But there's much more to do.
Grigson has a boatload of unrestricted free agents to make decisions on, including rush end Dwight Freeney, wide receivers Donnie Avery and Austin Collie, cornerback Jerraud Powers, defensive tackle Fili Moala, offensive lineman Winston Justice, punter Pat McAfee and quarterback Drew Stanton.
The Colts have a lot of salary cap space to work with, but how much of that will go toward the above players or some others on the market?
For sentimental reasons, it'd be nice to have Freeney finish his career in Indianapolis. To learn how much sentimentality plays a part, see: Manning, Peyton.
Chances are Freeney is done with the Colts, and he seems relatively at peace with the idea. Of course, maybe that's the result of watching so many former teammates move out and move on.
“We'll figure that out, I guess, coming up soon,” Freeney said Sunday. “They'll contact whoever they have to contact, and we'll see what it is.”
Collie's history of injury surely means his time has passed in Indy. Avery's a tougher call. He isn't an elite receiver on par with Wayne (not many are) and he drops some passes, but he has been healthy for the first time and shows promise. I'd say it depends on the price. Rookie LaVon Brazill is there to push for playing time. Wayne and Hilton should be 1-2. I have no problem with Hilton's occasional drops. He was a rookie.
Of more concern is the offensive line, where injuries hit and inconsistency prevailed. Second-year left tackle Anthony Castonzo was solid, but still growing. Joe Reitz, when healthy, was effective. Same with Justice. The rest of the line seemed so-so at best. Luck was sacked 44 times (counting three by the Ravens). He was hit every seven minutes or so. He's tough and durable, but needs better protection.
Davis seemed like a great pickup at cornerback, and Antoine Bethea will be back as a quality safety. The rest is up in the air. New faces will be brought in to challenge. Whether Powers is retained seems 50-50 on the surface.
McAfee's a great punter and a fun personality, but this comes down to the Colts' willingness to pay. I believe punters are worth more money than most people do. Teams realize how much they're worth when they have a bad one. They should find a way to keep him.
The Colts coaching staff likes former Norwell quarterback Chandler Harnish, who spent most of the season on the practice squad. Maybe they let Stanton leave to pursue a starting job and give Harnish the chance to win the No.2 spot. Luck's durability suggests he'll give up snaps about as often as Manning did, so a backup's work is destined to be behind the scenes.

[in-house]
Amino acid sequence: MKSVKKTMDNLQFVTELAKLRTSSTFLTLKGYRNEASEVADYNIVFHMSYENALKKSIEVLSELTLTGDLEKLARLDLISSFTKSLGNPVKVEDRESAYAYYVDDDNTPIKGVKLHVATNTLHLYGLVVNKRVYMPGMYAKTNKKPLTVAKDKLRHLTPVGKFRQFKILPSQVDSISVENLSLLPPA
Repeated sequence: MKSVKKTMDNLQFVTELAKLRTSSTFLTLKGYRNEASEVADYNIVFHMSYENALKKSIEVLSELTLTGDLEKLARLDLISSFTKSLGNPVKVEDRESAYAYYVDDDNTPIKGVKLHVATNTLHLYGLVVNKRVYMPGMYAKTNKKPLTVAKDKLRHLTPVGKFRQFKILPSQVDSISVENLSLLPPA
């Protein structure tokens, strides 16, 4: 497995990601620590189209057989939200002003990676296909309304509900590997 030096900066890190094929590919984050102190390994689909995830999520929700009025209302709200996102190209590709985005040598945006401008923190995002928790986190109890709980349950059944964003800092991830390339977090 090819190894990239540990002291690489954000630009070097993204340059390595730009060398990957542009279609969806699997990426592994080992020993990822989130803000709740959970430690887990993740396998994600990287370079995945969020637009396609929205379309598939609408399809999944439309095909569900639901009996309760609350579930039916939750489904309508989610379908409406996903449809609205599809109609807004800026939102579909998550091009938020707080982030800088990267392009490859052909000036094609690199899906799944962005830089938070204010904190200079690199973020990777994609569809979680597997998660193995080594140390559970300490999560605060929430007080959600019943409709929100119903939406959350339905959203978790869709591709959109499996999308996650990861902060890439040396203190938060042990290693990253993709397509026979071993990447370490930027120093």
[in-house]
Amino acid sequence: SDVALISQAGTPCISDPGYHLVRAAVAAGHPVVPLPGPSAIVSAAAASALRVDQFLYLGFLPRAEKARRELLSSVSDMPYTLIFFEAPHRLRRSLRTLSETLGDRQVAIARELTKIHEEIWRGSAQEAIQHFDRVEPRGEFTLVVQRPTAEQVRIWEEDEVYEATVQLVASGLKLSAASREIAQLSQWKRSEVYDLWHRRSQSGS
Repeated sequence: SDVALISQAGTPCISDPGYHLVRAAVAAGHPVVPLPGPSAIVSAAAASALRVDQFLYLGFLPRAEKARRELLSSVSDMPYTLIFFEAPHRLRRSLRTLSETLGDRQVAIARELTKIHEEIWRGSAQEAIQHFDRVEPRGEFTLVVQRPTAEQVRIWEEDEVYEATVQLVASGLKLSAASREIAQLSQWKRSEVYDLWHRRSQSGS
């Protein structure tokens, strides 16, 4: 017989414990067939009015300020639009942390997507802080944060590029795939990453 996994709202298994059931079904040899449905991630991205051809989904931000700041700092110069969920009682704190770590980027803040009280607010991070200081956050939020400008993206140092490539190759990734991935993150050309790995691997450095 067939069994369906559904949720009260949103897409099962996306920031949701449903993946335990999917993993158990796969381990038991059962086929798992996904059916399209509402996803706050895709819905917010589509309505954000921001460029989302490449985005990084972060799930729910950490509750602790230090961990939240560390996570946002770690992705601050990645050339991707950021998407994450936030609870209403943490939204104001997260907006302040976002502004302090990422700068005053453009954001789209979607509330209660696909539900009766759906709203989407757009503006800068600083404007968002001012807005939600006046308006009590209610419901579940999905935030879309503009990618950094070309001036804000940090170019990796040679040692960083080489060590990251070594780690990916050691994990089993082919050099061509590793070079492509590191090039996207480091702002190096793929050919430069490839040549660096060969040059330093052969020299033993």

The Colts were 11-5 in the regular season. Their schedule will be tougher next season. (Is anyone eager for the Broncos' visit to Lucas Oil Stadium?) But so many of those key young players will be stronger and more NFL-wise a year from now.
“Hopefully, we can take this season and learn from it, good and bad,” Wayne said. “We're such a young team, we got the feel of it. We got what a playoff game feels like, especially on the road. So we can use this as a learning tool and we'll have that bad taste in our mouth this offseason. Hopefully, we can capitalize on that.”
The Colts must draft well again, without the luxury of the high first-round pick and no second-round pick (traded to the Dolphins for Davis).
Grigson will also likely deal with some coaching changes, particularly if offensive coordinator Bruce Arians lands a head-coaching job elsewhere. Grigson has shown a willingness to financially reward Arians to stay, but money might not make that decision. Arians has longed to be an NFL head coach, and his audition (9-3) with the Colts was a good one.
The Colts could be a better team next season and win fewer games.
Perhaps the only certainty is that the front office won't be complacent. “Build the Monster” was the theme. It's only a baby monster so far.